Summary and implications
On 11 May 2011, DEFRA published the consultation “Measuring and reporting of greenhouse gas (GHG) emissions by UK companies: a consultation on options”. The consultation is in response to the Climate Change Act 2008 requirement that the Government undertake an investigation into whether mandatory reporting of GHG emissions should be introduced for certain companies as part of their annual report and accounts.
The options considered in the consultation are:
- Enhanced voluntary reporting;
- Mandatory reporting for all quoted companies;
- Mandatory reporting for large public and private companies; and
- Mandatory reporting for all companies whose UK energy consumption exceeds a certain threshold (using similar criteria to the CRC Energy Efficiency Scheme).
The Government’s obligation under the Climate Change Act
By 6 April 2012, the Government is required to either make regulations under the Companies Act 2006, requiring directors’ reports to contain certain specified information about GHG emissions from activities for which the company is responsible or lay a report before Parliament explaining why no such regulations have been made.
The options for corporate reporting
The consultation sets out four options to promote more widespread and consistent corporate reporting of GHG emissions. Three options involve mandatory reporting for certain companies, whilst one involves only voluntary reporting.
Option 1: enhanced voluntary reporting
Various options are put forward to enhance the current voluntary measures undertaken by approximately 63 per cent of all FTSE All-share companies:
- Increasing awareness of the benefits of reporting;
- Increasing support for the Carbon Disclosure Project, as well as other NGOs to increase demand for and use of company reports by investors and other interested parties;
- Increasing development of sector specific voluntary agreements;
- Developing bilateral voluntary agreements between Government and companies. Although this approach could minimise placing additional burdens on companies, it is likely to require additional guidance from Government and is unlikely to entrench GHG reporting as the norm in company reports.
Option 2: mandatory reporting for all quoted companies
This would require reporting of GHG emissions in the directors’ report from all quoted companies (as defined in the Companies Act 2006). Stock Exchange statistics indicate that this would represent around 1,100 companies.
As quoted companies are already required to include information about environmental matters in their business review, this option would not place much of an additional burden on such companies. It would not cover large private companies.
Option 3: mandatory reporting for all large companies
This option would cover both large public and private companies (as defined in the Companies Act), therefore ensuring that the UK companies likely to be the most significant GHG emitters are included. It is estimated that between 17,000 and 31,000 companies would be targeted by this option.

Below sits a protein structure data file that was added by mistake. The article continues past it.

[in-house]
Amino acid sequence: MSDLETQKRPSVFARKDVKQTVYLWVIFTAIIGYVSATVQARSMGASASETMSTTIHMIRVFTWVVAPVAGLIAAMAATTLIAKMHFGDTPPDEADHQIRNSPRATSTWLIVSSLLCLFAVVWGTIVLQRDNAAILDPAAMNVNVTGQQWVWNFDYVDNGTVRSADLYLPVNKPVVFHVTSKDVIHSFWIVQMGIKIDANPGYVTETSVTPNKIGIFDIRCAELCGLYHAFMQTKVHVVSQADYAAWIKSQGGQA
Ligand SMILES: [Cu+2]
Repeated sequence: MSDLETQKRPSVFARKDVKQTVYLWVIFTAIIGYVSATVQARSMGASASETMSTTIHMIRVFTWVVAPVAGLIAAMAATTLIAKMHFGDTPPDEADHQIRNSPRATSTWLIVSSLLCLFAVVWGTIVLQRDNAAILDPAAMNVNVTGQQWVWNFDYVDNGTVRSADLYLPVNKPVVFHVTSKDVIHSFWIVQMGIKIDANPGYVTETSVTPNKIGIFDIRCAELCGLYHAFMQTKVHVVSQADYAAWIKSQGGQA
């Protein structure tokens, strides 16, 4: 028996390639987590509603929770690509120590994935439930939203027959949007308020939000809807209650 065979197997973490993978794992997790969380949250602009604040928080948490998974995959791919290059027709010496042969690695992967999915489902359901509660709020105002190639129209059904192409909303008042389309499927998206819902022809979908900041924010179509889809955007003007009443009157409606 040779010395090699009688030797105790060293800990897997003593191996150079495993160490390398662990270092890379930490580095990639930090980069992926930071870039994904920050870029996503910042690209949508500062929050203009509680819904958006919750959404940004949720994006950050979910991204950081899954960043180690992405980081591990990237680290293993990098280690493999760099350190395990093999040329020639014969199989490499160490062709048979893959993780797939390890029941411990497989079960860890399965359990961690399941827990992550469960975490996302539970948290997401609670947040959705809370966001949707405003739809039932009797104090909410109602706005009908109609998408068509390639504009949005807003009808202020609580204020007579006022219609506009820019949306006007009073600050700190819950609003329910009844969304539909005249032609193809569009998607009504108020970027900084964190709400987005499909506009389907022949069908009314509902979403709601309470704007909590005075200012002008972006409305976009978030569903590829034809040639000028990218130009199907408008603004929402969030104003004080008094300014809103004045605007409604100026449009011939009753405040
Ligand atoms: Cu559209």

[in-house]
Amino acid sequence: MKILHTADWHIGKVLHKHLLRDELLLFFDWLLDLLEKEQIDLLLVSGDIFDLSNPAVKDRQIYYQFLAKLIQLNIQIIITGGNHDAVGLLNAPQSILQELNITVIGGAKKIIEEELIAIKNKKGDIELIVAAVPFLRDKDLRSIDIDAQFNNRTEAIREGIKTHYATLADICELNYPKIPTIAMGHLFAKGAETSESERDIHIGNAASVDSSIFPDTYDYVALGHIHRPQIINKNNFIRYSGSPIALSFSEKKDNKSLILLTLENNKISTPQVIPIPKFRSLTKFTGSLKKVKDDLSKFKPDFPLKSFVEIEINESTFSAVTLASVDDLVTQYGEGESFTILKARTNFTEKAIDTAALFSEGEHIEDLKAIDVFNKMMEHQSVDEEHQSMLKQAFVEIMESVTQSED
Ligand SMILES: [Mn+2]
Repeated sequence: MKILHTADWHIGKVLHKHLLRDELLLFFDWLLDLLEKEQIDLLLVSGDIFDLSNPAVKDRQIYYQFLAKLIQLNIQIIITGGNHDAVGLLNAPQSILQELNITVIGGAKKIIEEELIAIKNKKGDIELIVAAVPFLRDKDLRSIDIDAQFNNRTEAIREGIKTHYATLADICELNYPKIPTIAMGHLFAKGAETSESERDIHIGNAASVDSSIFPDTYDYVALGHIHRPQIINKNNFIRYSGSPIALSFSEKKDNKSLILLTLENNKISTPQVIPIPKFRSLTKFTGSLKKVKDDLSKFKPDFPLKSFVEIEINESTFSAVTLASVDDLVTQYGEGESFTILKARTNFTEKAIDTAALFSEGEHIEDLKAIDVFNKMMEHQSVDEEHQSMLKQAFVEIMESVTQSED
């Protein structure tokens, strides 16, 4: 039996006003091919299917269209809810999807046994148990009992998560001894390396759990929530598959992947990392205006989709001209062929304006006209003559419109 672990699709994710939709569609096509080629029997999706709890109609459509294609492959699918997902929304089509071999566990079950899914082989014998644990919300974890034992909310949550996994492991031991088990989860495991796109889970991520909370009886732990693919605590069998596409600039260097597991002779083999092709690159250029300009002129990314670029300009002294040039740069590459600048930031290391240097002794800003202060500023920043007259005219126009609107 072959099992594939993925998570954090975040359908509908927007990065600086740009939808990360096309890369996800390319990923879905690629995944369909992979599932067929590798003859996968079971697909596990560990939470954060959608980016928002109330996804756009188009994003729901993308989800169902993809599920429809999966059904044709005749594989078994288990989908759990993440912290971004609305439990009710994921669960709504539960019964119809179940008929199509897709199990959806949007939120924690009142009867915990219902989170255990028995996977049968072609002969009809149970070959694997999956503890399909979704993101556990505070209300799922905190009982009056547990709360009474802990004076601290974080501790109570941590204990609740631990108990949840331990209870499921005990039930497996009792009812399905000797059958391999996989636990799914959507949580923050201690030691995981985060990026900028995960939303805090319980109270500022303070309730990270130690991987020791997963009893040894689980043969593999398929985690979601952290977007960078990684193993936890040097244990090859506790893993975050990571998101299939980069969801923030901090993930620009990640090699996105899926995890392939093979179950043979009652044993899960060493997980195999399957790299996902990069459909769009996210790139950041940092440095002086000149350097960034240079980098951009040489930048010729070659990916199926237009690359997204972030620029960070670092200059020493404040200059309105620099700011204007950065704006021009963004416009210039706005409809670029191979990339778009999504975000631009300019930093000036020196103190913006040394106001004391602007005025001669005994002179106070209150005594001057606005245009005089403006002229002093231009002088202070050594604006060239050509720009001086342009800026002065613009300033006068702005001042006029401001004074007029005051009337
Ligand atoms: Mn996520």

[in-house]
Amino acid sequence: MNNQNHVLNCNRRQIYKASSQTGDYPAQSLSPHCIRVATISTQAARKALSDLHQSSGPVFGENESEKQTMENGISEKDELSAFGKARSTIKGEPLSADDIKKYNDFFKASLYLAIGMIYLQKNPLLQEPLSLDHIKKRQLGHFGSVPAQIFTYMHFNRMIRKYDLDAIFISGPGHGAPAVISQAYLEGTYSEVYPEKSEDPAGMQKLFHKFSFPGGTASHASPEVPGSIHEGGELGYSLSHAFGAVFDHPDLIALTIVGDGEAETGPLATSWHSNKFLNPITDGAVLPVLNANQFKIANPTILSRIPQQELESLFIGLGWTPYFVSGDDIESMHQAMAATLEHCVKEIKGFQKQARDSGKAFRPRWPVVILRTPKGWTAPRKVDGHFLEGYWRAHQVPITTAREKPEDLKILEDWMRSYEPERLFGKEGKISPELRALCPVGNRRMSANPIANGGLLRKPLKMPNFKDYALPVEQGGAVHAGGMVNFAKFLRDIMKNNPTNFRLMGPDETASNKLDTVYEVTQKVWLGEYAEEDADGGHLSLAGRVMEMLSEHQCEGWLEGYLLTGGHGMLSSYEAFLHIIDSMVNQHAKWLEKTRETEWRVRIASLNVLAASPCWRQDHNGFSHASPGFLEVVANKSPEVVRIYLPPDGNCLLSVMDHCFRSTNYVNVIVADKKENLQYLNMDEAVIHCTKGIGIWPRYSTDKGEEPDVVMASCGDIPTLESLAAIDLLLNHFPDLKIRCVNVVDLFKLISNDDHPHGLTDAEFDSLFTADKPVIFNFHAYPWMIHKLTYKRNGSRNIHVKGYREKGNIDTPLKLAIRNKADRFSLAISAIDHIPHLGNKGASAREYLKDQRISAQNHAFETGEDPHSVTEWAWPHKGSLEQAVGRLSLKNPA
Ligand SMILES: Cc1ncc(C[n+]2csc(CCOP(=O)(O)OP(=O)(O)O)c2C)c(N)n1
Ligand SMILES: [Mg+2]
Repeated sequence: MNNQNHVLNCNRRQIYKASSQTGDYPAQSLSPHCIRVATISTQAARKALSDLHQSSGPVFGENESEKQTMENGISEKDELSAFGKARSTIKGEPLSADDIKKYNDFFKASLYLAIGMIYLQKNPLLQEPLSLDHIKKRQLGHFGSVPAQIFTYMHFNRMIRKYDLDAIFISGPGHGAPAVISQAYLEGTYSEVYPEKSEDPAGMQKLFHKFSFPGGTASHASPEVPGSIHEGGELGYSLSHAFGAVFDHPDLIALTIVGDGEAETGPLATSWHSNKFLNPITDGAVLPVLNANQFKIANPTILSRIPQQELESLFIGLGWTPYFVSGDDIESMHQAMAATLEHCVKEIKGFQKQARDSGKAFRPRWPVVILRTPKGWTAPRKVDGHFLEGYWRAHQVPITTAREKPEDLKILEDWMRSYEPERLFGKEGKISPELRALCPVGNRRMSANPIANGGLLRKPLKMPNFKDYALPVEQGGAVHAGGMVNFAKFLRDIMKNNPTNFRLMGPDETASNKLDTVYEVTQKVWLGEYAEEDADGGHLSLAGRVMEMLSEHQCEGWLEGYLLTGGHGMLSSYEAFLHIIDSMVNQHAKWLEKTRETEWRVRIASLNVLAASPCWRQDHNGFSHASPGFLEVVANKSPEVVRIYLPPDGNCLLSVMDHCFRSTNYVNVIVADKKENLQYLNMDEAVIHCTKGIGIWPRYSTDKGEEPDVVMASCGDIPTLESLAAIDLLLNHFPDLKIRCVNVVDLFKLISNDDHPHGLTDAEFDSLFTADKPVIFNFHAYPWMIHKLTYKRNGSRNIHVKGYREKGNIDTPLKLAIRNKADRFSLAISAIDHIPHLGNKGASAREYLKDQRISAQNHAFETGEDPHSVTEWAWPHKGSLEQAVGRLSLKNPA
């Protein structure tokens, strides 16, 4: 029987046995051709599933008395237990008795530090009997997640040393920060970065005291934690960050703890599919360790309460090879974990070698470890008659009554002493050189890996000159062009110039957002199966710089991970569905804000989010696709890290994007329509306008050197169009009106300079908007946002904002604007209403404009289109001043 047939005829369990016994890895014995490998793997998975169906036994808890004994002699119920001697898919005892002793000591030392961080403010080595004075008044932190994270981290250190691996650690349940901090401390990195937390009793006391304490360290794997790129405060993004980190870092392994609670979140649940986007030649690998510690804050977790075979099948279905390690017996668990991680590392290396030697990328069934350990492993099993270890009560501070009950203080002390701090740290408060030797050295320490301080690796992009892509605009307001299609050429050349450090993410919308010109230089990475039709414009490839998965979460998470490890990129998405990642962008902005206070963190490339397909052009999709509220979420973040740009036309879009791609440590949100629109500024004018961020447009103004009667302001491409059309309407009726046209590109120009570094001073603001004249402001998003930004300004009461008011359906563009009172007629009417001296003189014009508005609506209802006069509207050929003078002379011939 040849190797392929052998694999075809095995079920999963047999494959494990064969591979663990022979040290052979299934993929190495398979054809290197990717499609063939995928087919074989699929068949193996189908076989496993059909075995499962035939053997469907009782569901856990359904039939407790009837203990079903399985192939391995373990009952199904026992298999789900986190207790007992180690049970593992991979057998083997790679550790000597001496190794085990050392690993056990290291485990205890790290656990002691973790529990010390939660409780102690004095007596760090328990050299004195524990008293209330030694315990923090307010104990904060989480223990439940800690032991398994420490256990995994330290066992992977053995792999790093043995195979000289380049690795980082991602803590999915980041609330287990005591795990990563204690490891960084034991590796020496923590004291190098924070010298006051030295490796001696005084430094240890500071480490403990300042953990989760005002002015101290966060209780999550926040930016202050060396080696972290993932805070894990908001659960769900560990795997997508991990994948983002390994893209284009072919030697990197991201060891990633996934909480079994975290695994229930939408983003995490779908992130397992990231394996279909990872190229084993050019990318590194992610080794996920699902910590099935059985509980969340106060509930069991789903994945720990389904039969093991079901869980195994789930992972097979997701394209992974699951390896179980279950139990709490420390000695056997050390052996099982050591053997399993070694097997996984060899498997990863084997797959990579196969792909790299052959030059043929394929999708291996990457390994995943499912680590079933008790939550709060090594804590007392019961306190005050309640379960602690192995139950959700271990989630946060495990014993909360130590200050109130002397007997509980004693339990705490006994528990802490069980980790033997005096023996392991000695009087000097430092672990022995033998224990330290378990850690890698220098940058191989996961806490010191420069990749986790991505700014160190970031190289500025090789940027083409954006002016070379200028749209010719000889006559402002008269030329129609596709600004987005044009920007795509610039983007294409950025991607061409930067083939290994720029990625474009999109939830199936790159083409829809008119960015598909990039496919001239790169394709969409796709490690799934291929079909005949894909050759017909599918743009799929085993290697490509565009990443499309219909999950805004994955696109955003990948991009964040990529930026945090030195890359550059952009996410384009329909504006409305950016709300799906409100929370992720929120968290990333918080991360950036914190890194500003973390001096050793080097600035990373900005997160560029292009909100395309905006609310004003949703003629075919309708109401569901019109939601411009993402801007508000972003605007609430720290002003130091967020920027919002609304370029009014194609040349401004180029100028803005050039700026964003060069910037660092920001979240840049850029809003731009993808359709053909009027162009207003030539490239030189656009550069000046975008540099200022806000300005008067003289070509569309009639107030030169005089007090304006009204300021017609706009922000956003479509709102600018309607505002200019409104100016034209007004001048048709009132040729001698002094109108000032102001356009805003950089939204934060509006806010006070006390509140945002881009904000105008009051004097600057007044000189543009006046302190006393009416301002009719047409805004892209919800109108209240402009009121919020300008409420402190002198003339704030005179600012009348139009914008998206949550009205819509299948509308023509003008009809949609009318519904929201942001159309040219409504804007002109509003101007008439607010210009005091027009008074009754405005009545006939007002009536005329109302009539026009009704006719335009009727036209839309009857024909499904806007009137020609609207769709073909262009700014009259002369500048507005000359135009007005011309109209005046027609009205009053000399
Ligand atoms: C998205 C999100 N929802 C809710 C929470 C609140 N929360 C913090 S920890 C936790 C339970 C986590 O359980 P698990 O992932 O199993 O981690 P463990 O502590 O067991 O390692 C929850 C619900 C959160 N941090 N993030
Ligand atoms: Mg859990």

Option 4: mandatory reporting for all companies whose energy consumption exceeds a certain threshold
This option would require all companies whose UK consumption of half-hourly metered electricity exceeded a minimum threshold to report on their GHG emissions in their director’s report.
It is proposed that this option would be linked to the qualification criteria under the CRC Energy Efficiency Scheme, i.e. annual consumption of over 6,000MWh of electricity. This equates to around 4,000 companies. If the energy threshold was lowered (as currently consulted upon), this figure could rise to around 15,000 companies.
The advantages of this option flow from the companies targeted under this option having the required data “to hand”, given the CRC requirements to report annually on emissions. However, it does depart from the Companies Act definitions of companies by type (i.e. private or public or size), so introducing separate criteria for companies to be covered by these reporting requirements within company law.
Responses to the proposals
The Institute of Environmental Management and Assessment (IEMA), which has been calling for mandatory GHG reporting for over a year, welcomed the consultation.
IEMA’s executive director of policy, Martin Baxter, stated that “UK plc is at a turning point with environmental reporting, with the right support from Government we can move greenhouse gas reporting into the mainstream and turn this into a business opportunity”.
This is in contrast to the view put forwards by Sainsbury’s chief executive, Justin King . Business Green reported that King warned the Government that making carbon reporting mandatory would create an arbitrary regulatory system, which could fail to drive some companies to reduce their carbon emissions. “We generally don't support [mandatory reporting], not just on emissions but more widely, for the simple reason that everyone then starts looking at the score rather than trying to hit the ball,” he said.
To put forward your point of view and respond to the consultation, click here
The consultation closes on 5 July 2011.